Denel Saab Aerostructures (SAAB), based in Kempton Park is responsible for the design and manufacturing of a vital component on the massive four-engine turboprop aircraft which recently made its public debut at the Farnborough Air Show in England. The Wing to Fuselage Fairing (WFF) was designed from scratch at DSA and is locally produced using predominantly local technology and labour.

DSA is the only component manufacturer outside of Europe and Turkey involved in the project and the South African flag is prominently displayed on the cockpit of the massive transporter currently undergoing advanced flight testing in challenging conditions.

The first operationally-ready Airbus A400M — codename Grizzly, serial Number MSN 0006 –will be ready for delivery in accordance with the earlier deadlines recently provided by Airbus. DSA’s contribution was an outstanding achievement to this critical delivery, says Roland Diem, Project Manager at DSA.

The Airbus A400M was commissioned to meet the need for heavy airlift capacity that can transport modern military equipment and humanitarian relief supplies into inaccessible global hotspots. The aircraft has a payload capability of more than 30 000 kg, a range of 8 710 km and can land and take off in less than 1 000 metres.

Mr Diem says the Wing to Fuselage Fairing is an essential part of the aircraft that provides protection to the sensitive equipment under the centre wing portion against lightning strikes, hail damage and bird strikes. The WFF is made up of 86 composite panels and doors and some 1 100 metallic sub-structural parts and is designed for ease of systems installation and maintenance.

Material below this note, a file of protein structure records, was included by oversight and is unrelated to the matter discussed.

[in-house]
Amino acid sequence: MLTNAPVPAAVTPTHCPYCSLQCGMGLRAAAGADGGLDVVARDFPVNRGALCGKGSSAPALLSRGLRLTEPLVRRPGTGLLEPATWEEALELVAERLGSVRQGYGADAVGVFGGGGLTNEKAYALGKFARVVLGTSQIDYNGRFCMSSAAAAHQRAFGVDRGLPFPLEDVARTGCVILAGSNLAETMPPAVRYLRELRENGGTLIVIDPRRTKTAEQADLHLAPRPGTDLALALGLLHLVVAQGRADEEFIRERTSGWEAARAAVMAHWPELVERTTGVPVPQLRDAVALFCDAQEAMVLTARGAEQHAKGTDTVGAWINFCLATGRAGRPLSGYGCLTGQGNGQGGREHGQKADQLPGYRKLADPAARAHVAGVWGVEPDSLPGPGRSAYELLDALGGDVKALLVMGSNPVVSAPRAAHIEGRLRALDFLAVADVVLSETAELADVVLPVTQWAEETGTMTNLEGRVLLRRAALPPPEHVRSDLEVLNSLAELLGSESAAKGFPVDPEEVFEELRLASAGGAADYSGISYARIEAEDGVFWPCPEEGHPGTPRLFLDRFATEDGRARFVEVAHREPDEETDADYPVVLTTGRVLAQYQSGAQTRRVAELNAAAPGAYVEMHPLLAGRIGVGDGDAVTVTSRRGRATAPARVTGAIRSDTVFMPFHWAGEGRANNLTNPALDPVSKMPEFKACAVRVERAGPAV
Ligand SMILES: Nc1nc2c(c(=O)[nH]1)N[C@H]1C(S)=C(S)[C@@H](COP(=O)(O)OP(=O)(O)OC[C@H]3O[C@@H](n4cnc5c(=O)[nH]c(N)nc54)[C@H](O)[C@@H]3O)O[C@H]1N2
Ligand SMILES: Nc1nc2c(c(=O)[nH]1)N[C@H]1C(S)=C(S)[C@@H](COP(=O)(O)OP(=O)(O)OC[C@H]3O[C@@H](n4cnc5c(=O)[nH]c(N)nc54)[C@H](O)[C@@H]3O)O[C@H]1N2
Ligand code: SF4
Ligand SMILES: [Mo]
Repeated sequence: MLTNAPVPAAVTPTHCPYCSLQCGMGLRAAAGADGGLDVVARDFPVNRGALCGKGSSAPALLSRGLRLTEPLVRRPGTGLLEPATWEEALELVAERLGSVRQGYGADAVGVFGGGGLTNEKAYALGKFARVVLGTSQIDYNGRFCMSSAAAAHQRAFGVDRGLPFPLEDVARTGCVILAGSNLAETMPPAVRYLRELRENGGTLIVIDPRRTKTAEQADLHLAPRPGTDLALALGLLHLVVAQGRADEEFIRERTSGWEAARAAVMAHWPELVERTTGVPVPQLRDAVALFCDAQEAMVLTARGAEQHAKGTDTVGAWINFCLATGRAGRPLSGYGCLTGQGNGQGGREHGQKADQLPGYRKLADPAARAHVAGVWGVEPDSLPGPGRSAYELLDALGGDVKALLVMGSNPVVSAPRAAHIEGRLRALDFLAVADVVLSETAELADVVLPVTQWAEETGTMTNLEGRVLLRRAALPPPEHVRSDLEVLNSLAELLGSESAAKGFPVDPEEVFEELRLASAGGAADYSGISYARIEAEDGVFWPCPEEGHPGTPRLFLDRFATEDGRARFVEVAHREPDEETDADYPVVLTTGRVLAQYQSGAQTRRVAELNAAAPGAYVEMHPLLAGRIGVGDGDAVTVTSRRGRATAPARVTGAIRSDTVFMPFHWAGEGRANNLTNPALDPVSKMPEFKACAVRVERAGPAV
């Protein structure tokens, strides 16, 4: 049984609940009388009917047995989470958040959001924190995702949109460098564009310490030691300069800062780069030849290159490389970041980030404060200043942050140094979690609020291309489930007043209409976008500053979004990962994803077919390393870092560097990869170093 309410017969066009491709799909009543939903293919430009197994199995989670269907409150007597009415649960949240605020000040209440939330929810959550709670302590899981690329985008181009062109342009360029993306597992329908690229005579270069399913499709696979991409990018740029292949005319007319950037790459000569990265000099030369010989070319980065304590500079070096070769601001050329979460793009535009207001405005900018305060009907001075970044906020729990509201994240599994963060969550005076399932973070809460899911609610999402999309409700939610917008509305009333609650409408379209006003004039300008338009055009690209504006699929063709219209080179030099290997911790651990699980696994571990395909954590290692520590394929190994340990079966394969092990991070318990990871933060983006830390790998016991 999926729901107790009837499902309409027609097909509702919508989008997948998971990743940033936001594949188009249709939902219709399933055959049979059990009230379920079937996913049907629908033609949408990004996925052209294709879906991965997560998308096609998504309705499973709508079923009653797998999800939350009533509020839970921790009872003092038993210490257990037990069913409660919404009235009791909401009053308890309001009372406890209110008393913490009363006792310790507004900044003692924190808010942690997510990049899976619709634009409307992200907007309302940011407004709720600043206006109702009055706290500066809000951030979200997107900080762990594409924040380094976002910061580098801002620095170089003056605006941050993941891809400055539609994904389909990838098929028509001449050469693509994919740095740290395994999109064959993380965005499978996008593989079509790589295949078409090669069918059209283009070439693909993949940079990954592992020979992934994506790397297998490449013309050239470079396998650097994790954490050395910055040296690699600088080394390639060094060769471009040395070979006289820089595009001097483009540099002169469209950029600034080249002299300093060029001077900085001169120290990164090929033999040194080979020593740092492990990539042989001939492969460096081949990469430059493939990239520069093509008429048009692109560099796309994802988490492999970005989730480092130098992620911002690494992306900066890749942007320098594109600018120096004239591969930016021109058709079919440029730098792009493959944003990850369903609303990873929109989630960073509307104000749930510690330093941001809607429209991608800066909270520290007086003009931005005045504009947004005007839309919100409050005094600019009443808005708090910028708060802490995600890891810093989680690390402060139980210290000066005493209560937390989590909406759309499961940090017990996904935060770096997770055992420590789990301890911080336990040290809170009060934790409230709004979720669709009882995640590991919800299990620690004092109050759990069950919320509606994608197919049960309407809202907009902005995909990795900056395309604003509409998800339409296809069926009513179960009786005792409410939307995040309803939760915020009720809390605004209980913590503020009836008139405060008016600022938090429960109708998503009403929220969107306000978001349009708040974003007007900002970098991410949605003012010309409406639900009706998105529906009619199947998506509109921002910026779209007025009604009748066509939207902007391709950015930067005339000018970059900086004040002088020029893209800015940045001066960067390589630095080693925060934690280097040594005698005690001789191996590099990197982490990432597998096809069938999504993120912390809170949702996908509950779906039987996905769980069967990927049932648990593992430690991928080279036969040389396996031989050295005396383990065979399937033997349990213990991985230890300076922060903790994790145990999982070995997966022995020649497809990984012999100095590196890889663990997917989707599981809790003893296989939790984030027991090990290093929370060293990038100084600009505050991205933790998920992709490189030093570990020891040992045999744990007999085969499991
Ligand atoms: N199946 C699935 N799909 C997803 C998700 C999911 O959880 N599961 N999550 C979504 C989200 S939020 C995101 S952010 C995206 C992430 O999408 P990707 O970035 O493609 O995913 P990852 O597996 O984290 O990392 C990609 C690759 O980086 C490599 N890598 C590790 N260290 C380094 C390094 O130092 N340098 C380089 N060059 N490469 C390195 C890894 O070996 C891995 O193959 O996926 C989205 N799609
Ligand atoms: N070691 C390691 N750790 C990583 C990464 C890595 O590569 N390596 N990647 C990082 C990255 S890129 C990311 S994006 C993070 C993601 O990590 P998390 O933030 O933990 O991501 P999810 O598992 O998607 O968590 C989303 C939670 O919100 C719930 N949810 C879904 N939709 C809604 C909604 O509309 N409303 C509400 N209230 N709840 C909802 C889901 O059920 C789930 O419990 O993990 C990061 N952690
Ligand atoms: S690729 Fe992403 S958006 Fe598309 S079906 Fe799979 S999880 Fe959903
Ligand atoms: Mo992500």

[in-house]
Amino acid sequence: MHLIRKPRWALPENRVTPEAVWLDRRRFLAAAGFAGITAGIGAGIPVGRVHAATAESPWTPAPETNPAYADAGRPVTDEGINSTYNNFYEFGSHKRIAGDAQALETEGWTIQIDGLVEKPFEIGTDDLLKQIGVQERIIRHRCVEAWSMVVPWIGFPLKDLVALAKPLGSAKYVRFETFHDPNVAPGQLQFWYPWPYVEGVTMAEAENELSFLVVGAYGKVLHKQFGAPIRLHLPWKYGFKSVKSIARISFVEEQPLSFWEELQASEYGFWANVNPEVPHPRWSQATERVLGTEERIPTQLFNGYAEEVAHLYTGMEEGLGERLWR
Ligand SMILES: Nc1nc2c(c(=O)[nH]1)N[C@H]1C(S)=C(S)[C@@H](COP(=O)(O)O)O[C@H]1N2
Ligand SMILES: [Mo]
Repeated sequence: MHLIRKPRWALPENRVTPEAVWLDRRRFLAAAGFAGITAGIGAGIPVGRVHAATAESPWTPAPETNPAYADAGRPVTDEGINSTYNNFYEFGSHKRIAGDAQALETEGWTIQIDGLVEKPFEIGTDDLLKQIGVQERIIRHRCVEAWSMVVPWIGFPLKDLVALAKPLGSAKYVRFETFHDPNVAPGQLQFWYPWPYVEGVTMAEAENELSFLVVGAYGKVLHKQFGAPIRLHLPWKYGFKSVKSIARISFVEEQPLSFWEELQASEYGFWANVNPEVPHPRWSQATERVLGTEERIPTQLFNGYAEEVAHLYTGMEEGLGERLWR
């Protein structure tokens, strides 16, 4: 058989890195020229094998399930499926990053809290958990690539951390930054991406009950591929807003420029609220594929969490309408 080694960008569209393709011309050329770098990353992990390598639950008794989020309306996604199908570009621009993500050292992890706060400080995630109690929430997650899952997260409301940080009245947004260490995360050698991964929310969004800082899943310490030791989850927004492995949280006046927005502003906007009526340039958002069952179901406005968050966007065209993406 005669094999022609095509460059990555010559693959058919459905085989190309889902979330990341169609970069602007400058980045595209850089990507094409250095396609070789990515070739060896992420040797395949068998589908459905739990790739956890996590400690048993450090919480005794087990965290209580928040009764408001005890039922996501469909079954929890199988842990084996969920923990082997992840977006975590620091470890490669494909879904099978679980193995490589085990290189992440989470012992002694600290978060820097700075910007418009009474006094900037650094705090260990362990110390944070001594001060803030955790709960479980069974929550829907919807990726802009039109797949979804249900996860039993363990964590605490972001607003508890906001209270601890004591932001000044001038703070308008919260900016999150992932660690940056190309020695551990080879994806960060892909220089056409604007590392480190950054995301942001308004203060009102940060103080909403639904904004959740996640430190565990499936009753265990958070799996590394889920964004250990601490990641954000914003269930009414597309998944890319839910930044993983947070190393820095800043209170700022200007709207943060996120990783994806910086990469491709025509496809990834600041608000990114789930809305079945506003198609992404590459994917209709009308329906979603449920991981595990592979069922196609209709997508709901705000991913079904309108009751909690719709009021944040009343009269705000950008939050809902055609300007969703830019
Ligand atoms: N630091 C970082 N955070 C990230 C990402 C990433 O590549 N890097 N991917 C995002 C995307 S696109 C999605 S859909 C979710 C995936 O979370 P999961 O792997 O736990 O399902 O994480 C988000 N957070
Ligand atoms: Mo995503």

The local DSA team were given the task to design the WFF from scratch and its proposal was accepted by the Airbus programme management team. Although South Africa cancelled its own order of eight Airbus A400M aircraft the work packages remain with DSA. The company also manufactures the aircraft’s Top Shells which are positioned in front of, and behind the wings where it is joined to the fuselage.

Mr Diem says during the evaluation of the first prototype it became apparent that the aircraft was about 12 000 kg over its target weight. All suppliers and component manufacturers were required to reduce the total Aircraft weight by some 7 000 kg. In the end a combined saving of only 700 kg was achieved of which DSA was responsible for more than 130 kg – without compromising safety or functionality.

Subsequent load loops resulted in significant changes being required to the design and build of the aircraft. DSA were tasked to make the relevant changes to the WFF MSN0006 baseline to ensure structural integrity and safety was maintained. The initial indications were that the redesign could take up to three years to complete, without any additional resources, resulting in major delays in the final production schedule.

Through the technical expertise and ingenuity of the DSA design team together with a massive integrated management team effort, this period was significantly shortened. The redesigned WFF for the MSN 0006 aircraft has already commenced delivery of Sub-sets, to the full Ship Set, in November 2010 and will be fully delivered by mid April 2011 as scheduled by Airbus. This will enable the fully assembled aircraft to take to the skies in December 2011.

Full production is expected to start no later than 2016. Denel Saab Aerostructures expects to produce up to a maximum of 2, 5 WFF units per month from early 2016.

The Airbus A400M is a joint project between France, Germany, Italy, Spain, Turkey, Belgium, Luxembourg and the United Kingdom.

“Our participation in the Airbus production process is testimony to the ingenuity of our engineering team and the quality of our workmanship,” says the CEO of Denel Saab Aerostructures, Ismail Dockrat. It has brought significant benefits to the local aviation industry and confirmed South Africa’s status as a reliable supplier and innovative design partner.


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